Nadia Hernández and Carlín Díaz fuse their characters, forms and colours in a poster celebrating workers


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Dropbox Paper is a collaborative workspace that eliminates distractions that get in the way of creativity.

Two Venezuelans, one in Paris, one in Melbourne, met across Dropbox Paper this month to co-create an exuberant poster, fusing their complementary creative techniques. Nadia Hernández brought along her paper-cut, folklore-inspired shapes and type; Carlín Díaz brought his charming, textural characters and forms. The final poster will be given out to every Nicer Tuesdays attendee on 29 May, and here, we share a behind-the-scenes look at their collaborative process.

Given the simple brief to focus on May, the two designers settled on visually celebrating International Workers’ Day, to “pay homage to creatives like us that are thinking about ideas all the time, working, even when we’re at the beach!” said Carlín. Nadia looked into the day’s origins and liked “its focus on social justice, protest, fairness, peace and recognition of the working classes,” referencing the typography of protest banners and “the graphic genius of Atetlier Populaire… and of course, El Maestro Diego Rivera.”

From this, an idea took root: to explore the legacy of workers, but also in a more personal slant for the illustrators, to depict the omnipresent work ethic of a creative. “I keep thinking about what you said about how hard it is to switch off as a creative practitioner,” Nadia continued, “your ideas and thoughts constantly orbiting. Maybe our collaboration can be a beautiful homage to this, a composition of multiple human forms, anthropomorphised ‘tools of the trade’, banding together over dancing text that says something like ‘All the time’. It can also be seen as a call to action demanding respect, solidarity and rights for all workers all the time.”

Nadia then shared rough sketches of how their styles might come together, imagining her typography and bold colours “arriving on your planet and having a party with your shapes and characters”. Carlín loved the idea, and added: “It could be a poetic poster to celebrate IWD and how work should be, happy, colourful and dreamy, with freedom, justice, fairness and equality. I think with all that, people could see work as a passion, like almost all creatives do.”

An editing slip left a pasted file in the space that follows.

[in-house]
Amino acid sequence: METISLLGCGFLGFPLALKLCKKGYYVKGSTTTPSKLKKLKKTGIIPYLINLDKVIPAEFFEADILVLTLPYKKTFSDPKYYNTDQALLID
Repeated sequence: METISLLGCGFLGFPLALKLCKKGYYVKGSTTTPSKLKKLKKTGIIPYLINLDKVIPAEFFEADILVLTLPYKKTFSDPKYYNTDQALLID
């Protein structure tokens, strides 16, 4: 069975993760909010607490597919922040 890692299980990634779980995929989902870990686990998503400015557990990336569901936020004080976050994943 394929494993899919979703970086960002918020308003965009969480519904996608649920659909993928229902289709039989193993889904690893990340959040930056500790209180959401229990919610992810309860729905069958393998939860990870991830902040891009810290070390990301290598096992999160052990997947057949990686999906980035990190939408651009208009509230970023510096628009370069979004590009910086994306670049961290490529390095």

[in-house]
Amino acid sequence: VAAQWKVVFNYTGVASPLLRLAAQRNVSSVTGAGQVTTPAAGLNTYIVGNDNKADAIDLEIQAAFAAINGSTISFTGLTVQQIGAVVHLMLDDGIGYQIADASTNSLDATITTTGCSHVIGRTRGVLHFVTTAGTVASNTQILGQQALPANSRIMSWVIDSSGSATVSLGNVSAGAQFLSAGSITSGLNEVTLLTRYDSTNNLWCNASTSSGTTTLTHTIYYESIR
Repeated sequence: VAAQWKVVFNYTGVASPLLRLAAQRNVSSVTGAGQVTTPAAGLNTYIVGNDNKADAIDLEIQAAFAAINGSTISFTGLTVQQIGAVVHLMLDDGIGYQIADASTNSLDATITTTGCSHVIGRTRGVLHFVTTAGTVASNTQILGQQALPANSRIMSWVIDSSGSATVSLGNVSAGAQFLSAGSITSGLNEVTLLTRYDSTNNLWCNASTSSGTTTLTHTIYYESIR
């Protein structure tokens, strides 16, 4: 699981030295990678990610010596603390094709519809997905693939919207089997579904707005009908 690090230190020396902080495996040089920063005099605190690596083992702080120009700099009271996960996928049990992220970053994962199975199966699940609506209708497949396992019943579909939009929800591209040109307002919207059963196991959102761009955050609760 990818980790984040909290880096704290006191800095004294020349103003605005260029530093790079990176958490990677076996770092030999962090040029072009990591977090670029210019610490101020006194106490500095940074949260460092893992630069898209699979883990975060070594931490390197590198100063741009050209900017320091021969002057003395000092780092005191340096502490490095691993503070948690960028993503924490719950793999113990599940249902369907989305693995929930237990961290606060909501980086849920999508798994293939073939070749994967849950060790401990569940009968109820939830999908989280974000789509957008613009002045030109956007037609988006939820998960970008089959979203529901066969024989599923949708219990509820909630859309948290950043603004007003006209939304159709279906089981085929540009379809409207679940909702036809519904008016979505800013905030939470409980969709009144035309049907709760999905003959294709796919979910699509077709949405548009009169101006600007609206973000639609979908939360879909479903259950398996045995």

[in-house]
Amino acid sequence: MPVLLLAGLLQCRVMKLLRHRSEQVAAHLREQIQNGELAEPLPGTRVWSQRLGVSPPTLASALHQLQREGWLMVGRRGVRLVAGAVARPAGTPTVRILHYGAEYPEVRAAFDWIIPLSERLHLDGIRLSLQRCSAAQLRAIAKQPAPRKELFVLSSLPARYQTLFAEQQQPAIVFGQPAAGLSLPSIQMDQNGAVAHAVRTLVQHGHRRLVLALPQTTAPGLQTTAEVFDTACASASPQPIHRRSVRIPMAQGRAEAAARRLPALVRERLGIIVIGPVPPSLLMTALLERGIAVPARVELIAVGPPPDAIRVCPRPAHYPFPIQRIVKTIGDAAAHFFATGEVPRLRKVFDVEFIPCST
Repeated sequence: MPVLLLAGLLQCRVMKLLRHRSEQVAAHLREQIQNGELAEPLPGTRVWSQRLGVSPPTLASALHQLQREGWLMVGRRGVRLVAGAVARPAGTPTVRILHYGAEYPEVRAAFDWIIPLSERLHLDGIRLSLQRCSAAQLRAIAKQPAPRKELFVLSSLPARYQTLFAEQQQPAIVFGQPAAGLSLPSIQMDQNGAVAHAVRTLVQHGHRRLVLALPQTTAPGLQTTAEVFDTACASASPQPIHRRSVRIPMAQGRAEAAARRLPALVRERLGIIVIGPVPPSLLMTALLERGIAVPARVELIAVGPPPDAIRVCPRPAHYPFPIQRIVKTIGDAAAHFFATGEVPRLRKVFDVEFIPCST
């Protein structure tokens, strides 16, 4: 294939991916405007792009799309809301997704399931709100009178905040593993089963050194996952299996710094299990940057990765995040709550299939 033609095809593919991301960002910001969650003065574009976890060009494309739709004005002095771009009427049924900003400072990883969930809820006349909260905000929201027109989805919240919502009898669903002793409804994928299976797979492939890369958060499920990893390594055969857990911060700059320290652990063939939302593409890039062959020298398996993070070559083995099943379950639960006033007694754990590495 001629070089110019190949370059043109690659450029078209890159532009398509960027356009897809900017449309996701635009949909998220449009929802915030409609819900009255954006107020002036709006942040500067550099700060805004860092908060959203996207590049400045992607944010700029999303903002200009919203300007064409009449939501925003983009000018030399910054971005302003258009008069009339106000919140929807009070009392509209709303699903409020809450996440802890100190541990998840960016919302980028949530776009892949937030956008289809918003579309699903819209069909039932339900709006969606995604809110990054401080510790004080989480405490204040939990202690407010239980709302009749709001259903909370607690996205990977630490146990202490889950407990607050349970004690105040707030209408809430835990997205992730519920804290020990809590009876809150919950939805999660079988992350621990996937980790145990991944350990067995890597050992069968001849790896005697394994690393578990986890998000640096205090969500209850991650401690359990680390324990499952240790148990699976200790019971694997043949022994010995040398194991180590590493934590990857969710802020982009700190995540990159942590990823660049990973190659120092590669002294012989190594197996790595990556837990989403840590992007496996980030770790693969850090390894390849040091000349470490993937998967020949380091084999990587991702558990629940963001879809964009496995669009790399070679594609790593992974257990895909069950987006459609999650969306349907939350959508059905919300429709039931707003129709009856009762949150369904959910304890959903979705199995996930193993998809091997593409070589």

The two set about blending their artistic approaches, sharing sketches and tests via a shared Dropbox Paper doc, in which each illustrator would give feedback and notes. Carlín uploaded a sketch, trying to imitate Nadia’s “universe” as a place where their styles could both live, in which Nadia’s type would run through the centre surrounded by rainbow-hued, sinuous forms and faces. 

The next steps saw them nailing down the specifics – the layout of text from Nadia, and more refined shapes from Carlín. “Focused on geometric forms, I tried to give them a curvier look, so they can melt with your forms like Venezuelan chocolate, haha!” Carlín joked. He began to develop these images, aiming to represent the feelings of creative workers, “being menaced by the pressure we put on ourselves, but at the same time truly enjoying to create. Like a sharp ‘pencil plant’ that point at us while at the same time blooms!”

Nadia added more elements in her flat, paper-cut style, and added colour, suggesting Carlín might add some of his signature texture “like that of a coloured pencil”. Carlín agreed, and suggested muting the tones of the colour scheme Nadia had shown, to be “more happy/sad” he explained, sharing visual references and tests for his concept. And quickly, the poster assembled and sprung to life, a seamless visual coalescence of their individual design aesthetics.

After a few final tweaks, the finished poster was decided. “I love Carlín’s style so much that I felt from the beginning it would be a really natural collaboration,” Nadia comments, looking back at the project. “The result has totally blown my mind as I feel our two styles really come together but the added dimension and textures really take it to the next level. It’s two planets merging to celebrate our inability to turn the light off in our minds while at the same time paying homage to hard working people all around the world.” 

“When I finally saw the first piece with all our elements living together I was amazed at how it all clicked, as we were sketching it together, at the same time,” Carlín says, describing the final poster as depicting “a playful joy where sometimes you have to play longer to win.”

On collaborating via Dropbox Paper, Nadia says she found it “easy and intuitive”. “Seeing the process all at once, as well as being able to chat, comment, insert docs and emojis in the same super well laid out document allowed me to focus on the collaboration.” Carlín echoed the sentiment, and appreciated the minimalist layout of the app, “where you have all you need to communicate your ideas and collectivity create”. He also enjoyed watching the creation process happen on one page, “made in a natural way, as the project went along. Like following the candies one by one until arriving at the candy shop”.

Dropbox Paper is a collaborative workspace that eliminates distractions that get in the way of creativity. Because you can work with all types of content – from video, to sound to code – in Paper, you and your collaborators can easily edit and discuss all aspects of your project in one centralised place.

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